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Overture Fantasia, "Romeo and Juliet"

Pytor Il'yich Tchaikovsky
(1840-93)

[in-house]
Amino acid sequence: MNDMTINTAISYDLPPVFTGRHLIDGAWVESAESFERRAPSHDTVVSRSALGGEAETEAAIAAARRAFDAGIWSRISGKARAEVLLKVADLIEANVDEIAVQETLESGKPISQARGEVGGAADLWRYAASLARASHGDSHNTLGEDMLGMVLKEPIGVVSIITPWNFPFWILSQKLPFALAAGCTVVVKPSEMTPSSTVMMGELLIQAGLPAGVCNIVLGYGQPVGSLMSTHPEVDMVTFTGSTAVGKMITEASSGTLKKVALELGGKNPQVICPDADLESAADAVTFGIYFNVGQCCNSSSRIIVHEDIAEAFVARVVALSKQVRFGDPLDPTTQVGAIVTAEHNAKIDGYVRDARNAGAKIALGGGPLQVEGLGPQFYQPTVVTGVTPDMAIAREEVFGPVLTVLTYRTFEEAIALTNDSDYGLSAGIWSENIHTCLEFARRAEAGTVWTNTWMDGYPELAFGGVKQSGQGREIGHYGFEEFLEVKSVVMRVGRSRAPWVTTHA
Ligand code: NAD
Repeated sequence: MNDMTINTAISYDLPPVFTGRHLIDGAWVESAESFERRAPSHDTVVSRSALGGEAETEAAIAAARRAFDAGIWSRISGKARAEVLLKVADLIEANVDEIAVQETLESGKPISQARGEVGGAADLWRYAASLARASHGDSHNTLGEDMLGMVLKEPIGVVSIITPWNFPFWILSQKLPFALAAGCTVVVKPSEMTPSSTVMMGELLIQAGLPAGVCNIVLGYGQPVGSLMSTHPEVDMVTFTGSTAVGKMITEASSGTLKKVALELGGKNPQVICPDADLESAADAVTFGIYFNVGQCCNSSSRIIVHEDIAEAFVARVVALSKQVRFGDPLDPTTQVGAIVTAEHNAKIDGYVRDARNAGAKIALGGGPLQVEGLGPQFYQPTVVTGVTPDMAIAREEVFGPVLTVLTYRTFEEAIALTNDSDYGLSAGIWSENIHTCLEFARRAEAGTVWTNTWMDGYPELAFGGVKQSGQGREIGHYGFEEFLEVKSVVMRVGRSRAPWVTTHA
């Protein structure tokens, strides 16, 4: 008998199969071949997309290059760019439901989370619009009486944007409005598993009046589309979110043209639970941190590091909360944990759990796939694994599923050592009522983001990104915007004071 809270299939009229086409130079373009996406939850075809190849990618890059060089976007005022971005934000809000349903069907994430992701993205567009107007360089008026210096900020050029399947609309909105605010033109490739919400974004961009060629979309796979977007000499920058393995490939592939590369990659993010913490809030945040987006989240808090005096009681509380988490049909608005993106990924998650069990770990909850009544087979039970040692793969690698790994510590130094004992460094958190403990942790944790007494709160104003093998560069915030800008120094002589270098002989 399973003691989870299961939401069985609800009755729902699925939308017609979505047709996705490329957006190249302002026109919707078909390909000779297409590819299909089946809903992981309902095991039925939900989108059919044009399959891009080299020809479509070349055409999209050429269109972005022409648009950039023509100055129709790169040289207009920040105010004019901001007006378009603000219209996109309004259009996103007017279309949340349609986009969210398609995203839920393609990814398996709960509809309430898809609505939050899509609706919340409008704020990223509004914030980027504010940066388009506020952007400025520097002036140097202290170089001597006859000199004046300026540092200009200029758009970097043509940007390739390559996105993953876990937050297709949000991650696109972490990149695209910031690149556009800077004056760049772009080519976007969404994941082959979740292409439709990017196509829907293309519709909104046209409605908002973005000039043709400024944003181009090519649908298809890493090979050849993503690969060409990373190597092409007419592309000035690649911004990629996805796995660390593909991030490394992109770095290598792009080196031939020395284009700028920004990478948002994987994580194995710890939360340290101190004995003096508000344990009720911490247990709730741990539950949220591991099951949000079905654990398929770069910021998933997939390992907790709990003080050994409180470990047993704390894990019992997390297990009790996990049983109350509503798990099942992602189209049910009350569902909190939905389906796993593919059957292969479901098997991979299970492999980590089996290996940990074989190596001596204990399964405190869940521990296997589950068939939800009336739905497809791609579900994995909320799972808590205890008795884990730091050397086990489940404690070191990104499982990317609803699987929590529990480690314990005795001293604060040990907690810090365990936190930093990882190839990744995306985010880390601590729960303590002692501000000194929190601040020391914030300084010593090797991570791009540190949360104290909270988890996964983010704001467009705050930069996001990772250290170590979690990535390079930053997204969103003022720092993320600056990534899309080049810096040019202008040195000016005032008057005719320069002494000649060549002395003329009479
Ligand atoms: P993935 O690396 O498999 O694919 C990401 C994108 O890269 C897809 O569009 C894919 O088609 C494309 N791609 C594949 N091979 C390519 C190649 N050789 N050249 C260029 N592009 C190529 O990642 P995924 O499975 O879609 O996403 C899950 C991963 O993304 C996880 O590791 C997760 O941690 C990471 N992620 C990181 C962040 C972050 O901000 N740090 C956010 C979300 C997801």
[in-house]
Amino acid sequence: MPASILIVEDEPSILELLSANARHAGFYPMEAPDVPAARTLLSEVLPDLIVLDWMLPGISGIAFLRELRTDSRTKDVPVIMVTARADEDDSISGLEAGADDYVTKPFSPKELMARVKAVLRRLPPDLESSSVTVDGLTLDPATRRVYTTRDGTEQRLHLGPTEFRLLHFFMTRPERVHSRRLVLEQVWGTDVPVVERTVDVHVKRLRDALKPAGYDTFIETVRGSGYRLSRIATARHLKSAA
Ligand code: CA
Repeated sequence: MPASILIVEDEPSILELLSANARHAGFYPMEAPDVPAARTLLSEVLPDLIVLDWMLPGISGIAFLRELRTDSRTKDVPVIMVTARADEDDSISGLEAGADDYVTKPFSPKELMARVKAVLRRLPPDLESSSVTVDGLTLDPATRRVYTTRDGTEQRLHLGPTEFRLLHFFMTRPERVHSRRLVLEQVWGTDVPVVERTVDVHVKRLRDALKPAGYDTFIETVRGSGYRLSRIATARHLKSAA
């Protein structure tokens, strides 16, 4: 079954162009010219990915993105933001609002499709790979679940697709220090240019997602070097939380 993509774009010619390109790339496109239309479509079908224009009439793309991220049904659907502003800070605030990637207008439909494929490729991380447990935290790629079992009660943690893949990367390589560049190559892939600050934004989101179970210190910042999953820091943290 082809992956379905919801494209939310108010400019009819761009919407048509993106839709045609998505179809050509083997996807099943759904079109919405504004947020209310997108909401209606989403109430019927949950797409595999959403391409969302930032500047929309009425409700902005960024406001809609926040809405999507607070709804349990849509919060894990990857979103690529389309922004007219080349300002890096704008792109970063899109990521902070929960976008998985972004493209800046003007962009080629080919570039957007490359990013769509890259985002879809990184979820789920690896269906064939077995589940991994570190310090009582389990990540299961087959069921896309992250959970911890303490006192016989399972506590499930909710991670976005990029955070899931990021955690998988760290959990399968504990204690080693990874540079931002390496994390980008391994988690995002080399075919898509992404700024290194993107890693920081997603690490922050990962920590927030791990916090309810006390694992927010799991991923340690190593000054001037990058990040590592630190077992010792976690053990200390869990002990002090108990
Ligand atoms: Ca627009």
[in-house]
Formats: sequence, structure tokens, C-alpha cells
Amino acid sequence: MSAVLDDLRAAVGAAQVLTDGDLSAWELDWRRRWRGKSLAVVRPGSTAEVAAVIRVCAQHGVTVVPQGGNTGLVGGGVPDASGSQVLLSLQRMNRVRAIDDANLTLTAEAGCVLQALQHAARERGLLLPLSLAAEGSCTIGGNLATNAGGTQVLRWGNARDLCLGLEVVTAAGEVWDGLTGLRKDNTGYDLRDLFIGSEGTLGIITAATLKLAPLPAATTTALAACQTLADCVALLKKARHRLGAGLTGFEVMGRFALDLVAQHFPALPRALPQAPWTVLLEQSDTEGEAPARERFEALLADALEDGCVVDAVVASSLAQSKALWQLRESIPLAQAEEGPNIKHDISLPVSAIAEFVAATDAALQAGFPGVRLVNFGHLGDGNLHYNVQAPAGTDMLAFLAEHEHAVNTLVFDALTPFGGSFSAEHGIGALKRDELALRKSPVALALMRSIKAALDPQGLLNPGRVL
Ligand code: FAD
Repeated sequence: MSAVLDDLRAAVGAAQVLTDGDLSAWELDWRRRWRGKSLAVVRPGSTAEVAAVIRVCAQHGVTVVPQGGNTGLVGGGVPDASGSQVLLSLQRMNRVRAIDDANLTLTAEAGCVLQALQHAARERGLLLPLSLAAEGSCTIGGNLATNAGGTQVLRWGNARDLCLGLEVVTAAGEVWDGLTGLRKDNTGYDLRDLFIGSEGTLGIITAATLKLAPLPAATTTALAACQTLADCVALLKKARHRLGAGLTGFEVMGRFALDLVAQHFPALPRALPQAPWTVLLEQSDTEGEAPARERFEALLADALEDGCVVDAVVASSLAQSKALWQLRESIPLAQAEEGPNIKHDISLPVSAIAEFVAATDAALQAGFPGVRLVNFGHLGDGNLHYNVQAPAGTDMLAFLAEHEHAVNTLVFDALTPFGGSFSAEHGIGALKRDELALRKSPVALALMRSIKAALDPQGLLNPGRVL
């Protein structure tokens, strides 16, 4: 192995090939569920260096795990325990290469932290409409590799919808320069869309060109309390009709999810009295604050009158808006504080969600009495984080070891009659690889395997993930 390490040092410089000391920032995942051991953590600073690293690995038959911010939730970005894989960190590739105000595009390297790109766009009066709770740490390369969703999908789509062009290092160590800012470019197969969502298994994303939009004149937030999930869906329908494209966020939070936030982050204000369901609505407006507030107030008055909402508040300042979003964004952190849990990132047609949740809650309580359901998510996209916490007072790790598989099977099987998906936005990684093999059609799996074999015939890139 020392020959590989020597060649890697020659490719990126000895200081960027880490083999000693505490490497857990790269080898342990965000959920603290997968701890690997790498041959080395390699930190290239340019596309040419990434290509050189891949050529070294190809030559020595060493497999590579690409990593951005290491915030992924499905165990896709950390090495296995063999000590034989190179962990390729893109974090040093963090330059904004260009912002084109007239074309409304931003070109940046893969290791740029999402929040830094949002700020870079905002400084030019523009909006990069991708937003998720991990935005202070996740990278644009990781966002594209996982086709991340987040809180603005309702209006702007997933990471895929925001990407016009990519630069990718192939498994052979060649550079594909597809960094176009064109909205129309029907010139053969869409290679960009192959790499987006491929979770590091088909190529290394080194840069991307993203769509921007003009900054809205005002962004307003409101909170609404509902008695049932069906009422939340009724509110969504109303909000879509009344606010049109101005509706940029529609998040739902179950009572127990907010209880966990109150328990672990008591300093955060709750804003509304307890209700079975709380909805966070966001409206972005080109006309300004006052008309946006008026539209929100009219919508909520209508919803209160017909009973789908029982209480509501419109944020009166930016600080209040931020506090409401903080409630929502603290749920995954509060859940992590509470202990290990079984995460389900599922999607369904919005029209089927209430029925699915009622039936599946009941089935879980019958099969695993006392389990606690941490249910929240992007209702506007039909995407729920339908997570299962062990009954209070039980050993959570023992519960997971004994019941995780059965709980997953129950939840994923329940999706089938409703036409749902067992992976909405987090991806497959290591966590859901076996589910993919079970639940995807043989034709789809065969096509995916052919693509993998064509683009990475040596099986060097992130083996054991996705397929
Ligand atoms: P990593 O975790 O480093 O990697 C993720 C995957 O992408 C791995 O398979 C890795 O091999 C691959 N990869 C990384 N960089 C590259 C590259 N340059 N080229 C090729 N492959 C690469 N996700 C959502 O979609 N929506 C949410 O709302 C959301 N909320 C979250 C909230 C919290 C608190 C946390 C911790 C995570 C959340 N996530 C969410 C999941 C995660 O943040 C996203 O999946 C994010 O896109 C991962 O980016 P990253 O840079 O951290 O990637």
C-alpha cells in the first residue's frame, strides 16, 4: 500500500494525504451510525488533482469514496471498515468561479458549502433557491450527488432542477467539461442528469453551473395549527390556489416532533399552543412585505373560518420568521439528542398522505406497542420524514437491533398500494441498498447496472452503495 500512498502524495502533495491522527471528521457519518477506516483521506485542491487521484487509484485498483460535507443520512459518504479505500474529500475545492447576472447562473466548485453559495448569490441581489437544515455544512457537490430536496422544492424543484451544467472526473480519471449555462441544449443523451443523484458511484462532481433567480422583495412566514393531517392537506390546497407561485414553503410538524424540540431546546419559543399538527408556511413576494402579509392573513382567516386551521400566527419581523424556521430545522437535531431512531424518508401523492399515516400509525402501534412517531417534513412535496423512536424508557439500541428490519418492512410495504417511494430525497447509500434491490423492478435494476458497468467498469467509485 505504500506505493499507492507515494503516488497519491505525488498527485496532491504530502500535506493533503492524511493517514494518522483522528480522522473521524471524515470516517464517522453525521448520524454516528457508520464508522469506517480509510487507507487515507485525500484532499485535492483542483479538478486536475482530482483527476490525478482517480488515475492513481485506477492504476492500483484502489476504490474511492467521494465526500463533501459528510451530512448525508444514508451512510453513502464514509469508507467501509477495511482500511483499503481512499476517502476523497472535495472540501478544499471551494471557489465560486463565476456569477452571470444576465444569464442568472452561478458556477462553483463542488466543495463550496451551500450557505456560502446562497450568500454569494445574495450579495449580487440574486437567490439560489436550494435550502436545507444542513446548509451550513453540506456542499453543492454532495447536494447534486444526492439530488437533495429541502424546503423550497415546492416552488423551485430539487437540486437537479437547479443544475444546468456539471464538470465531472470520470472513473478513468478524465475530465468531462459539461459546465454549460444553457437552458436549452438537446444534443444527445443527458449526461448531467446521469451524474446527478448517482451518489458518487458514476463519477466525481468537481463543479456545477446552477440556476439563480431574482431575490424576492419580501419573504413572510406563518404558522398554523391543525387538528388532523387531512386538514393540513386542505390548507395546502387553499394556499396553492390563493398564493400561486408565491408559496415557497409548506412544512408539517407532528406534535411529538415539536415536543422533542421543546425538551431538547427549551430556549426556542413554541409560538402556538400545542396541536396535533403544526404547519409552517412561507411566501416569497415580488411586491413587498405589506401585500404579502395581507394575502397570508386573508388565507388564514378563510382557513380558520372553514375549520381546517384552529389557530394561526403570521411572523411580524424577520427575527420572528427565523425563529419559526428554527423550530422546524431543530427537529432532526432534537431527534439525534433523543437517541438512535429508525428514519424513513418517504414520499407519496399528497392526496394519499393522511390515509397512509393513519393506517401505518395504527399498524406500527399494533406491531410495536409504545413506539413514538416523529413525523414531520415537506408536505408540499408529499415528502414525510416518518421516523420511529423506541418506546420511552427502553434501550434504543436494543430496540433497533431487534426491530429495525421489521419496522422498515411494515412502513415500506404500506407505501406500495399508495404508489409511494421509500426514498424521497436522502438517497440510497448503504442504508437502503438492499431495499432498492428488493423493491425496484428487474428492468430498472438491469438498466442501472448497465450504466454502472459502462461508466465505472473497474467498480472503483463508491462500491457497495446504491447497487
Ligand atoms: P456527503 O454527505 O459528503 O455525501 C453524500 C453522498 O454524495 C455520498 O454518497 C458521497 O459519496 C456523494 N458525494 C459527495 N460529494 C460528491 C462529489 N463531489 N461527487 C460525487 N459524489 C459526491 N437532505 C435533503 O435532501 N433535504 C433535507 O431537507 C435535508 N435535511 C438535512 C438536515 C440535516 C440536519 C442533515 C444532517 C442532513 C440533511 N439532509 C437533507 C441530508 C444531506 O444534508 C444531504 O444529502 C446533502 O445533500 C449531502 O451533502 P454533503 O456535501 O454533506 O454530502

The Overture Fantasia, "Romeo and Juliet," one of Tchaikovsky’s earlier works, was written in 1870 and is dedicated to his friend Balakirev, the Russian composer, who suggested the subject to him. When his friend made the suggestion, he also accompanied it with a program which the composer followed, and which will serve for an analysis of the work. It was to be in sonata form and the scheme as follows: "First, an introduction of a religious character, carried out by a chorale, representation of Friar Laurence, followed by an Allegro in B minor (Balakirev suggesting most of the tonalities), which is to depict the enmity between the Montagues and Capsulets. There is to follow the love of Romeo and Juliet (second subject, the melodic passage assigned to English horn), succeeded by the elaboration of both subjects. The so-called ‘develop,’ that is to say, the putting together of the various theme in various forms, passes over to what is called in technical language the ‘recapitulation,’ in which the first theme, Allegro, appears in its original form, and the love theme (D flat major) now appears in D major, the whole ending with the death of the lovers."





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